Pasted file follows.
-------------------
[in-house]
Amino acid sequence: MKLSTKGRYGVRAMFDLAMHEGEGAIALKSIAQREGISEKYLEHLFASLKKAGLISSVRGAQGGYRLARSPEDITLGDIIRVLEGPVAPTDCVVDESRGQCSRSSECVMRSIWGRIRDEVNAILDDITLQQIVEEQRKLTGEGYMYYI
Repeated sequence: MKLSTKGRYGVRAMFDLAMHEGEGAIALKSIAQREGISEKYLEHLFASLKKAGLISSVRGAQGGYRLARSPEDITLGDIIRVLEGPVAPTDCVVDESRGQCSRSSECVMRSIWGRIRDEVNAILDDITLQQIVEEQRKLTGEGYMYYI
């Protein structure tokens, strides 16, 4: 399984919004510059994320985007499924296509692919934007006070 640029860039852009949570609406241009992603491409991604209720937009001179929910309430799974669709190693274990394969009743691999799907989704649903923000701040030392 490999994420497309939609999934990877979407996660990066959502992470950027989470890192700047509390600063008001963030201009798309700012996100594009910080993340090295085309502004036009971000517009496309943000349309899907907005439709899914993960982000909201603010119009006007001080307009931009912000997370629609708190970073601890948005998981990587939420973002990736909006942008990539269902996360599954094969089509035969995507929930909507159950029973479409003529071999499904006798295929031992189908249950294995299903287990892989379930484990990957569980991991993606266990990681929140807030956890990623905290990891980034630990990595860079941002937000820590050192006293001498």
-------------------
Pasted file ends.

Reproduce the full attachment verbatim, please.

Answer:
[in-house]
Amino acid sequence: MKLSTKGRYGVRAMFDLAMHEGEGAIALKSIAQREGISEKYLEHLFASLKKAGLISSVRGAQGGYRLARSPEDITLGDIIRVLEGPVAPTDCVVDESRGQCSRSSECVMRSIWGRIRDEVNAILDDITLQQIVEEQRKLTGEGYMYYI
Repeated sequence: MKLSTKGRYGVRAMFDLAMHEGEGAIALKSIAQREGISEKYLEHLFASLKKAGLISSVRGAQGGYRLARSPEDITLGDIIRVLEGPVAPTDCVVDESRGQCSRSSECVMRSIWGRIRDEVNAILDDITLQQIVEEQRKLTGEGYMYYI
């Protein structure tokens, strides 16, 4: 399984919004510059994320985007499924296509692919934007006070 640029860039852009949570609406241009992603491409991604209720937009001179929910309430799974669709190693274990394969009743691999799907989704649903923000701040030392 490999994420497309939609999934990877979407996660990066959502992470950027989470890192700047509390600063008001963030201009798309700012996100594009910080993340090295085309502004036009971000517009496309943000349309899907907005439709899914993960982000909201603010119009006007001080307009931009912000997370629609708190970073601890948005998981990587939420973002990736909006942008990539269902996360599954094969089509035969995507929930909507159950029973479409003529071999499904006798295929031992189908249950294995299903287990892989379930484990990957569980991991993606266990990681929140807030956890990623905290990891980034630990990595860079941002937000820590050192006293001498």